REDONDO BEACH, Calif., March 15, 2022 (Northrop Grumman PR) – Built by Northrop Grumman Corporation (NYSE: NOC) in support of the Missile Defense Agency, two demonstration Space Tracking and Surveillance System (STSS) satellites successfully completed their missions and have been retired. Their achievements pave the way for future operational missile warning and tracking systems that will defend the nation.


The Dmitry Daily: Rogozin Again Threatens Existence of International Space Station if U.S. Remains Hostile to Russian Invasion of Ukraine

This report from the Kremlin-backed RT news channel has extensive comments from Roscosmos Director General Dmitry Rogozin, including a threat to end the International Space Station project. He said he didn’t expect it would happen because he beliefs the U.S. will cool down over Russia’s invasion of Ukraine.

Rogozin has also been busy on Twitter. He tweeted a short video showing workers taping over national flags painted on a Soyuz 2-1.b rocket with 36 OneWeb satellites aboard that was erected on a launch pad at Baikonur Cosmodrome. The launch had been scheduled for Friday. On Thursday, London-based OneWeb announced it was suspending all launches of its spacecraft from Baikonur.

Translation via Twitter: The launchers at Baikonur decided that without the flags of some countries, our rocket would look more beautiful.

Other Recent Tweets
(Translated from Russian)

Rogozin Tweet

Roskosmos will not service the remaining 24 RD-180 engines in the US, and the RD-181 will stop deliveries.

Editor’s note: The RD-180 rocket engines power United Launch Alliance’s Atlas V rocket. Rogozin was referring to Russian personnel who support the launches. Two RD-181 engines power the first stage of Northrop Grumman’s Antares booster that launches Cygnus resupply ships to the space station.

Rogozin Tweet

In the context of the announced sanctions, Roscosmos will reconsider its priorities and focus on achieving full import independence in matters of space instrumentation. The main design, technological and financial resources released from joint ventures with the US and the EU international research projects, will now be directed to the creation of space systems exclusively for defense and dual purposes.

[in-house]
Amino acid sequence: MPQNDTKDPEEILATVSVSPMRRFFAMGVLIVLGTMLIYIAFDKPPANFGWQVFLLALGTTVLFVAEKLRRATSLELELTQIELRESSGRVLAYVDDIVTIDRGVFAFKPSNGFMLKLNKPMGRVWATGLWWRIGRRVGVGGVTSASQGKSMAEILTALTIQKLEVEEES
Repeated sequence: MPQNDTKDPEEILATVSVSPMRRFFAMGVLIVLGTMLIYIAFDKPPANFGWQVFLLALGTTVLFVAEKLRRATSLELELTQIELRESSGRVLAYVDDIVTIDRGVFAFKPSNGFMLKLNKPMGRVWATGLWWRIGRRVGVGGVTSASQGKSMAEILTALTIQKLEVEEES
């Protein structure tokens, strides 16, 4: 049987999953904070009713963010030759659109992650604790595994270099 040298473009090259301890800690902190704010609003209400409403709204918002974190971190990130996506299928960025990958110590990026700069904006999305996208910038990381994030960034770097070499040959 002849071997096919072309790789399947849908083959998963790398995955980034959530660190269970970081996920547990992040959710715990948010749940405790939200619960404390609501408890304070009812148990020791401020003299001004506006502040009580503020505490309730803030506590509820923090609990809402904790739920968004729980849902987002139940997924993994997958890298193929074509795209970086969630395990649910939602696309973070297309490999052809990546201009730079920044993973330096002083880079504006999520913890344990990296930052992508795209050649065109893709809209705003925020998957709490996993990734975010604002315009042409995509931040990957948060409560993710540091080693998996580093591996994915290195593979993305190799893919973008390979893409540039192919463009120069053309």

Roscosmos Tweet

The State Corporation will not cooperate with Germany on joint experiments on the Russian segment of the ISS. Roskosmos will conduct them independently.

Russian space program will be adjusted against the backdrop of sanctions, the priority will be the creation of satellites in the interests of defense.

Rogozin Sticks a Knife into Northrop Grumman’s Antares Rocket

Northrop Grumman’s Antares rocket liftoff from pad 0A at 12:40 p.m. EST from NASA’s Wallops Flight Facility in Virginia, on Feb. 19, 2022. The Cygnus spacecraft, carrying 8,300 pounds of science investigations and cargo, is scheduled to arrive at the space station on Monday, Feb. 21. (Credits: NASA Wallops/Allison Stancil)

by Douglas Messier
Managing Editor

Roscosmos Director General Dmitry Rogozin said Russia will no longer sell rocket engines to U.S. companies, dealing a potentially fatal blow to Northrop Grumman’s Antares rocket. The decision was made in retaliation for U.S. sanctions over Russia’s invasion of Ukraine last week.